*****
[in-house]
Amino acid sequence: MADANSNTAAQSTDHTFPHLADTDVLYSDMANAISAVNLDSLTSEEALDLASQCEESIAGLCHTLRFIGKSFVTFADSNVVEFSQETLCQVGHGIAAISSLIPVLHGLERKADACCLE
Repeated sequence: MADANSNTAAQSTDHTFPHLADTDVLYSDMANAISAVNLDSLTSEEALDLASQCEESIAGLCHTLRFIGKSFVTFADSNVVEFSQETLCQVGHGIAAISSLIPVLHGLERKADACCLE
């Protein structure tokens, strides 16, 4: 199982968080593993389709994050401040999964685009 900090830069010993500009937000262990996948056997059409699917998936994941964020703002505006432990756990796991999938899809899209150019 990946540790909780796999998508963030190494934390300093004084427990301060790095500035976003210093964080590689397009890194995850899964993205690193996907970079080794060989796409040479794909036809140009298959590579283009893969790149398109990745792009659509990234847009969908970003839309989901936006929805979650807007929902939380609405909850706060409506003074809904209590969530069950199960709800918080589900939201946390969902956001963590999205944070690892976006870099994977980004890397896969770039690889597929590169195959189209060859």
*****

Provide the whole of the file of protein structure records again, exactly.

[in-house]
Amino acid sequence: MADANSNTAAQSTDHTFPHLADTDVLYSDMANAISAVNLDSLTSEEALDLASQCEESIAGLCHTLRFIGKSFVTFADSNVVEFSQETLCQVGHGIAAISSLIPVLHGLERKADACCLE
Repeated sequence: MADANSNTAAQSTDHTFPHLADTDVLYSDMANAISAVNLDSLTSEEALDLASQCEESIAGLCHTLRFIGKSFVTFADSNVVEFSQETLCQVGHGIAAISSLIPVLHGLERKADACCLE
């Protein structure tokens, strides 16, 4: 199982968080593993389709994050401040999964685009 900090830069010993500009937000262990996948056997059409699917998936994941964020703002505006432990756990796991999938899809899209150019 990946540790909780796999998508963030190494934390300093004084427990301060790095500035976003210093964080590689397009890194995850899964993205690193996907970079080794060989796409040479794909036809140009298959590579283009893969790149398109990745792009659509990234847009969908970003839309989901936006929805979650807007929902939380609405909850706060409506003074809904209590969530069950199960709800918080589900939201946390969902956001963590999205944070690892976006870099994977980004890397896969770039690889597929590169195959189209060859």